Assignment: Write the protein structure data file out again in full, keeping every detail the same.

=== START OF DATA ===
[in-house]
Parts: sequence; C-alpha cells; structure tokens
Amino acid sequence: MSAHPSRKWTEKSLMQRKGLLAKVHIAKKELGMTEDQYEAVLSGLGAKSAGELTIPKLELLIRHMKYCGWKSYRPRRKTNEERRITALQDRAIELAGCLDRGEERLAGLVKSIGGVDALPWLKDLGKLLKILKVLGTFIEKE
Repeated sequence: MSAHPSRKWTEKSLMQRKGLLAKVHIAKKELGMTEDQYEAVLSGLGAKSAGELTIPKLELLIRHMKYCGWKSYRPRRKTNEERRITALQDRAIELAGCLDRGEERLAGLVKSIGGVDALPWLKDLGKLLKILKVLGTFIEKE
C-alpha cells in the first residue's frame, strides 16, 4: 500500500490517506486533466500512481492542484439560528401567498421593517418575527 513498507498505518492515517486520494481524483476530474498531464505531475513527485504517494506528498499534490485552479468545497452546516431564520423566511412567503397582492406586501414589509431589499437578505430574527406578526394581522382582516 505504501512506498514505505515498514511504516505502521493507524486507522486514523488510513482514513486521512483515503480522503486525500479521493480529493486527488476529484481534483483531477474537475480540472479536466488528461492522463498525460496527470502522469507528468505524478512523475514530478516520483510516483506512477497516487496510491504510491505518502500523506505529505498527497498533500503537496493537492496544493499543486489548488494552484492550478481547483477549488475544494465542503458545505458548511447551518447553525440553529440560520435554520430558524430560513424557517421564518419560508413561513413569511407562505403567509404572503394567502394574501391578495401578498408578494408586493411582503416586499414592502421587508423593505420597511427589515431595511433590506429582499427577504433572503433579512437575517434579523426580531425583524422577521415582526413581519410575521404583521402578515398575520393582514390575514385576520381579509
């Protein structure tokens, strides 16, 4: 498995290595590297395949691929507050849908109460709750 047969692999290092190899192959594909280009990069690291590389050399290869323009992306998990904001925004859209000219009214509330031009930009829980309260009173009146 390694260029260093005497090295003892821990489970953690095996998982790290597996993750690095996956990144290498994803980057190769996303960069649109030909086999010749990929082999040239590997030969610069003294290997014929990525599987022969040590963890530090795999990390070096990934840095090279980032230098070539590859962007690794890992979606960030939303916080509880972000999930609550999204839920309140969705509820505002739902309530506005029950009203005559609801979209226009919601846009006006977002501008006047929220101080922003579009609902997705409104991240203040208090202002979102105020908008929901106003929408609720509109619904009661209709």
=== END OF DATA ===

[in-house]
Parts: sequence; C-alpha cells; structure tokens
Amino acid sequence: MSAHPSRKWTEKSLMQRKGLLAKVHIAKKELGMTEDQYEAVLSGLGAKSAGELTIPKLELLIRHMKYCGWKSYRPRRKTNEERRITALQDRAIELAGCLDRGEERLAGLVKSIGGVDALPWLKDLGKLLKILKVLGTFIEKE
Repeated sequence: MSAHPSRKWTEKSLMQRKGLLAKVHIAKKELGMTEDQYEAVLSGLGAKSAGELTIPKLELLIRHMKYCGWKSYRPRRKTNEERRITALQDRAIELAGCLDRGEERLAGLVKSIGGVDALPWLKDLGKLLKILKVLGTFIEKE
C-alpha cells in the first residue's frame, strides 16, 4: 500500500490517506486533466500512481492542484439560528401567498421593517418575527 513498507498505518492515517486520494481524483476530474498531464505531475513527485504517494506528498499534490485552479468545497452546516431564520423566511412567503397582492406586501414589509431589499437578505430574527406578526394581522382582516 505504501512506498514505505515498514511504516505502521493507524486507522486514523488510513482514513486521512483515503480522503486525500479521493480529493486527488476529484481534483483531477474537475480540472479536466488528461492522463498525460496527470502522469507528468505524478512523475514530478516520483510516483506512477497516487496510491504510491505518502500523506505529505498527497498533500503537496493537492496544493499543486489548488494552484492550478481547483477549488475544494465542503458545505458548511447551518447553525440553529440560520435554520430558524430560513424557517421564518419560508413561513413569511407562505403567509404572503394567502394574501391578495401578498408578494408586493411582503416586499414592502421587508423593505420597511427589515431595511433590506429582499427577504433572503433579512437575517434579523426580531425583524422577521415582526413581519410575521404583521402578515398575520393582514390575514385576520381579509
């Protein structure tokens, strides 16, 4: 498995290595590297395949691929507050849908109460709750 047969692999290092190899192959594909280009990069690291590389050399290869323009992306998990904001925004859209000219009214509330031009930009829980309260009173009146 390694260029260093005497090295003892821990489970953690095996998982790290597996993750690095996956990144290498994803980057190769996303960069649109030909086999010749990929082999040239590997030969610069003294290997014929990525599987022969040590963890530090795999990390070096990934840095090279980032230098070539590859962007690794890992979606960030939303916080509880972000999930609550999204839920309140969705509820505002739902309530506005029950009203005559609801979209226009919601846009006006977002501008006047929220101080922003579009609902997705409104991240203040208090202002979102105020908008929901106003929408609720509109619904009661209709």